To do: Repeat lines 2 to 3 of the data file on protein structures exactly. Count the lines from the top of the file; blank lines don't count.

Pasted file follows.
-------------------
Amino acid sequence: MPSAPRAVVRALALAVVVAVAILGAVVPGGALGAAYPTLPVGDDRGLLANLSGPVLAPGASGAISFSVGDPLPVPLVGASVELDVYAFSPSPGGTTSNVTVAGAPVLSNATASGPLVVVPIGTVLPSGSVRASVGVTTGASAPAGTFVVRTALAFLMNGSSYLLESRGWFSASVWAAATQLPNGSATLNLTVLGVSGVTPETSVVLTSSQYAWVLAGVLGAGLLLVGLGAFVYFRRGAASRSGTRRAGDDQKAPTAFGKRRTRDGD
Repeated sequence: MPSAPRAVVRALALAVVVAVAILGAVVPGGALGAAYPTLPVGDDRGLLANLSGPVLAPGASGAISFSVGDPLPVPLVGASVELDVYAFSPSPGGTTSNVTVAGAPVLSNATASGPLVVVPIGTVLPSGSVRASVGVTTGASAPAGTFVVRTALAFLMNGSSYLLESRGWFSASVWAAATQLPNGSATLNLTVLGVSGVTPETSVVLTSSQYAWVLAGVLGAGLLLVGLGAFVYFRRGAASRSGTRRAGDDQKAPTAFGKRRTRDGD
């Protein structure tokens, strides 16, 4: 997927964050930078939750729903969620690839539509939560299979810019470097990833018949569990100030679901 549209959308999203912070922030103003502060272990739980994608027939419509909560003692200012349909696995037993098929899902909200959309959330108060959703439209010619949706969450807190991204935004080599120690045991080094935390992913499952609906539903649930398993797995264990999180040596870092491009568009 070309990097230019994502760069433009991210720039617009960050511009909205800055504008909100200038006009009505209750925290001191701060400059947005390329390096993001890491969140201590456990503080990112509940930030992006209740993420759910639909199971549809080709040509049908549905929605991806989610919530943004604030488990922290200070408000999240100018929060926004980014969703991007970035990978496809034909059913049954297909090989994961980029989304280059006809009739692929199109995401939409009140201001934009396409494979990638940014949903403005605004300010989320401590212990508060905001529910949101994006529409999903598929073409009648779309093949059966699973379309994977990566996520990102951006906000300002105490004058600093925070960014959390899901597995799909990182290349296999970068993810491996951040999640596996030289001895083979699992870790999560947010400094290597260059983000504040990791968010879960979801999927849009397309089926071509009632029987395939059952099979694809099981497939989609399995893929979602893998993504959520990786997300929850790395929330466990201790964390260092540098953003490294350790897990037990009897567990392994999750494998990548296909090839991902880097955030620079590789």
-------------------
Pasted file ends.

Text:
Repeated sequence: MPSAPRAVVRALALAVVVAVAILGAVVPGGALGAAYPTLPVGDDRGLLANLSGPVLAPGASGAISFSVGDPLPVPLVGASVELDVYAFSPSPGGTTSNVTVAGAPVLSNATASGPLVVVPIGTVLPSGSVRASVGVTTGASAPAGTFVVRTALAFLMNGSSYLLESRGWFSASVWAAATQLPNGSATLNLTVLGVSGVTPETSVVLTSSQYAWVLAGVLGAGLLLVGLGAFVYFRRGAASRSGTRRAGDDQKAPTAFGKRRTRDGD
């Protein structure tokens, strides 16, 4: 997927964050930078939750729903969620690839539509939560299979810019470097990833018949569990100030679901 549209959308999203912070922030103003502060272990739980994608027939419509909560003692200012349909696995037993098929899902909200959309959330108060959703439209010619949706969450807190991204935004080599120690045991080094935390992913499952609906539903649930398993797995264990999180040596870092491009568009 070309990097230019994502760069433009991210720039617009960050511009909205800055504008909100200038006009009505209750925290001191701060400059947005390329390096993001890491969140201590456990503080990112509940930030992006209740993420759910639909199971549809080709040509049908549905929605991806989610919530943004604030488990922290200070408000999240100018929060926004980014969703991007970035990978496809034909059913049954297909090989994961980029989304280059006809009739692929199109995401939409009140201001934009396409494979990638940014949903403005605004300010989320401590212990508060905001529910949101994006529409999903598929073409009648779309093949059966699973379309994977990566996520990102951006906000300002105490004058600093925070960014959390899901597995799909990182290349296999970068993810491996951040999640596996030289001895083979699992870790999560947010400094290597260059983000504040990791968010879960979801999927849009397309089926071509009632029987395939059952099979694809099981497939989609399995893929979602893998993504959520990786997300929850790395929330466990201790964390260092540098953003490294350790897990037990009897567990392994999750494998990548296909090839991902880097955030620079590789």